Considering the ease with which EXIF and IPTC information can be removed from digital images lifted off the Internet, it’s easy to understand how a problem may genu-inely exist. If you’ve never performed a Google search on the copyright statement that ordinarily appears in your IPTC caption information, you may be in for a surprise. And, of course, the results of that search won’t reflect the number of images where the IPTC information—including your copyright statement—has been removed and the photograph has been posted on Facebook or some other social network site. When you also factor in the reality that advertisers and publishers are increasingly obtaining images from nontraditional sources like Flickr, it’s easy to see how an advertiser and/or publisher might have difficulty locating the copyright owner.
Getting To The Root Of The Problem
While Congress seeks a legislative resolution for orphan works, very little attention has been paid to the question of how the problem was created in the first place. Ironically, the problem was created by the same group that now seeks to fix the problem.
When Congress created and passed the last major enactment of the copyright laws, the Copyright Act of 1976, it brought about a fundamental change in the law. Prior to the 1976 enactment, or more precisely, for works created before January 1, 1978, copyright was an opt-in system. Artists and authors who wanted copyright protection had to register and mark their works with a copyright notice. With the 1976 enactment, Congress radically and fundamentally changed the system from an opt-in system into an opt-out system. Under the current enactment, all works are afforded copyright protection unless expressly dedicated to the public domain (a recent court decision involving the ability of the owner of the copyright in open-source software to enforce its copyright suggests that even voluntarily placing the work in the public domain without an express dedication is insufficient to eliminate copyright).
To further complicate matters, a subsequent, minor modification to the Copyright Act to conform to international copyright laws eliminated the requirement that works be marked with a copyright notice or copyright symbol (©). For all works published after March 1, 1989, the use of a copyright notice is optional. Together, these changes create an atmosphere where a person desiring to use a copyrightable work must assume that all works, marked or otherwise, are protected by Copyright Law.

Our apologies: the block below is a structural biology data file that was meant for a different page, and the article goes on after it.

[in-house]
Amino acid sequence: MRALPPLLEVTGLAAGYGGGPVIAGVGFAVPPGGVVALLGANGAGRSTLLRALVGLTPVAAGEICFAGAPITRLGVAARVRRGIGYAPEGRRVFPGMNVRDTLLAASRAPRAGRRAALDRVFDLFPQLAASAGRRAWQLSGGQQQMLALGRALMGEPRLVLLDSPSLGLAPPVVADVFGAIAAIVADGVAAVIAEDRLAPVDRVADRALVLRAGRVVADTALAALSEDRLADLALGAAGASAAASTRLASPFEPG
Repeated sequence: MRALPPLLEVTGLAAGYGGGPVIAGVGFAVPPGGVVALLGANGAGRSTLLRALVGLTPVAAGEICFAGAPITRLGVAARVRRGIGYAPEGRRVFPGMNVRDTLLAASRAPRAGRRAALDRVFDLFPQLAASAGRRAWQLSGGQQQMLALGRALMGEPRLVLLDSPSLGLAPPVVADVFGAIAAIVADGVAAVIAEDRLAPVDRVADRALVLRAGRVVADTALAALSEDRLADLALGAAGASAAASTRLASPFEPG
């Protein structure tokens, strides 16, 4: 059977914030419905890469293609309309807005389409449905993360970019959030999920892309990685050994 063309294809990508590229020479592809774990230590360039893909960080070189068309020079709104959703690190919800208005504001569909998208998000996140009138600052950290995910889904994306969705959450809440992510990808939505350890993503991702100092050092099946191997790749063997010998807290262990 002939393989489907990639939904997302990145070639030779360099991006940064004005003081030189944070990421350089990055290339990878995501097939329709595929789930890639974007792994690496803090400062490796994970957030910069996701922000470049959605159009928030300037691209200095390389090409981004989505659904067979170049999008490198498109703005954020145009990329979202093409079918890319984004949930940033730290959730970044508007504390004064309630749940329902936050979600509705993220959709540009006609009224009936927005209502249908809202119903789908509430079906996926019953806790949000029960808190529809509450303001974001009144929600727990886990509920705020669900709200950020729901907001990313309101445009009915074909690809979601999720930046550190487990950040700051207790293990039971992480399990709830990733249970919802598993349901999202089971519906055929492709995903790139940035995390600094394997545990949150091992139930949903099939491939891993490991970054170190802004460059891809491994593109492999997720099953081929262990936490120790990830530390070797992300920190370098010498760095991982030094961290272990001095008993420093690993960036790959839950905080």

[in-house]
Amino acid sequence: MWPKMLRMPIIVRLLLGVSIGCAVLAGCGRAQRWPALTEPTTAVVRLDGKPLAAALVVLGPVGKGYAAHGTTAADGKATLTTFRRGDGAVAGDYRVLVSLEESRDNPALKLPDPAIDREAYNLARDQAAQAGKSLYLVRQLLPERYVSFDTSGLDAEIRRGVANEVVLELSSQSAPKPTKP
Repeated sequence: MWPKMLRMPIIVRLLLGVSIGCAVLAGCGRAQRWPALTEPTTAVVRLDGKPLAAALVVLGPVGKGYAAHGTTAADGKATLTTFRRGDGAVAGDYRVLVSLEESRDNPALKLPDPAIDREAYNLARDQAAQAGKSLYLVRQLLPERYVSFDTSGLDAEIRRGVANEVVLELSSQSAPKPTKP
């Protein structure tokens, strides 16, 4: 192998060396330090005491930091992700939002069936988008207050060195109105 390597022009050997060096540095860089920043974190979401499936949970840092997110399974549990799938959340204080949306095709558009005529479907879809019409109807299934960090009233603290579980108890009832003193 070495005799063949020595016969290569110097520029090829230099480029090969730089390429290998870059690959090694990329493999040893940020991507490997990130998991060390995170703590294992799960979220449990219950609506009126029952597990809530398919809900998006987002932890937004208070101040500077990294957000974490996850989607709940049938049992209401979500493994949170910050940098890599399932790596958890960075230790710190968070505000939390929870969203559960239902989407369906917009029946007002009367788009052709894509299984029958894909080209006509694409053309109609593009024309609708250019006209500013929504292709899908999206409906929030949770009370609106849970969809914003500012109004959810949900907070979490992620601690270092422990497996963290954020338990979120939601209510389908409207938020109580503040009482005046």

The situation is even more ironic considering that congressional concern regarding the orphan works problem seems to have arisen from the Copyright Term Extension Act—which extended Copyright Protection for numerous works that were otherwise soon to enter the public domain—and a related Supreme Court case determining the constitutionality of that Act. Had Congress not sought to extend the term of exclusive rights afforded to copyright owners, many works would have entered the public domain, and their status as orphans would have been irrelevant.
Proposed Legislative Changes
Perhaps the greatest single change that the orphan works legislation would make to the current Copyright Act is to curtail the damages that may be awarded for infringement. Under the current Copyright Act, a court is permitted to award statutory damages provided the owner of the copyright timely registered the copyright. The proposed legislation would effectively preclude an award of statutory damages provided the infringer performed a “qualifying search” in an effort to locate the copyright owner, and the copyright owner would instead be entitled to receive “reasonable compensation.” The proposed legislation also defines “reasonable compensation” to be the amount that the owner and infringer